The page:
Supreme has been opening new stores across the world at a much more rapid pace. Prior to 2016, new outposts opened on an average of roughly one every three years. In the years since, new locations have come to Brooklyn, San Francisco, Milan, and Berlin — the latter two of which were both christened in 2021. More stores means more product, making the market even more flush with Supreme.

“I just don’t think I relate to that crowd anymore.”

A large part of the Supreme’s appeal has been the proposition of wearing something few else could acquire, but that quality of exclusivity is basically gone today. “Scarcity and growth are oppositional, in my opinion,” Matt Powell, vice president for the NPD Group and an expert in the sportswear industry, told Input in an interview. “You have to be very, very careful about how fast you’re growing in order to keep a brand hot. Jordan is a $3-billion-plus brand, but it took 36 years for it to get there.”

The truth is that Supreme’s bubble may have always been waiting to burst. Hype is a fickle quality, and streetwear’s growth from a subculture to the trend of choice for the masses means people will inevitably move one. The brand’s core audience used to be skateboarders, true streetwear nerds, and fashion insiders — but today seemingly everyone wants and has a piece of Supreme.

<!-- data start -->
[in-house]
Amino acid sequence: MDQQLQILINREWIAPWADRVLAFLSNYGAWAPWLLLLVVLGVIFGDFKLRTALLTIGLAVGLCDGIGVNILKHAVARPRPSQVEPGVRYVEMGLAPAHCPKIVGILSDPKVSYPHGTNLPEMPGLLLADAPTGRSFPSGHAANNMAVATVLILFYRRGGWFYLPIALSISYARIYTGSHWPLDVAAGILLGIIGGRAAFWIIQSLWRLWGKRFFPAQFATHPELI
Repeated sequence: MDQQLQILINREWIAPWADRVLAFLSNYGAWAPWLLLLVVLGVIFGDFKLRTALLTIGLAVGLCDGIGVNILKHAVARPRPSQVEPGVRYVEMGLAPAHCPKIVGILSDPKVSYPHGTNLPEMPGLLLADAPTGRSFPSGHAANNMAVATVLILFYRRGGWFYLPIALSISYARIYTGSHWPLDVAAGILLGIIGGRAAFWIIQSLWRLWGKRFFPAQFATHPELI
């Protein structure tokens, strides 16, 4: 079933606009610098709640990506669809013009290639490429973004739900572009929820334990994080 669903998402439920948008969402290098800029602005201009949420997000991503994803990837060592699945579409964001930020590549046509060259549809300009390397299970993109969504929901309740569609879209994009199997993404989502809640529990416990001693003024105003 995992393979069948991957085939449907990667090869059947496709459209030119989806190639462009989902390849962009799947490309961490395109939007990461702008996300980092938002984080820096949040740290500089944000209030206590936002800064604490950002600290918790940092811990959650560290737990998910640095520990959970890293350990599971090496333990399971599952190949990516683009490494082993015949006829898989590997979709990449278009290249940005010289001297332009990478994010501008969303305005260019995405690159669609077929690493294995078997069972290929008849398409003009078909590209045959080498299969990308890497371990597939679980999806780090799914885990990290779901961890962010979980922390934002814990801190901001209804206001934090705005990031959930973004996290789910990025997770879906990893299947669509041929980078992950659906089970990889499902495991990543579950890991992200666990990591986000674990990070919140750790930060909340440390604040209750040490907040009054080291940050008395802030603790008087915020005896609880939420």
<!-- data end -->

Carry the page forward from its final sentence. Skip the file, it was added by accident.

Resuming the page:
Hi, Fashion

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When Supreme first knocked off Louis Vuitton in 2000, garnering a cease-and-desist letter, the idea was to take the piss out of luxury and its exorbitant status symbols. 17 years later, the two brands embraced each other for a landmark collaboration — cementing the peak of Supreme’s hype but moving away from its anti-establishment values.

Wearing Supreme no longer says you’re in the know but, instead, is more of a signal that you’re a sheep in sheep’s clothing. Further mitigating the brand’s appeal is the swath of insufferably corny people who’ve turned Supreme into their personality, trotting out Instagram posts featuring outfits with nary another brand worn and shelves overfilled with Supreme accessories where others might keep books. At best, Supreme should be a part of someone’s broader personal style, but too many have been content to both start and stop at one brand.

So much of Supreme’s success has been defined by resellers, the culture vultures who would gobble up all the product in sight.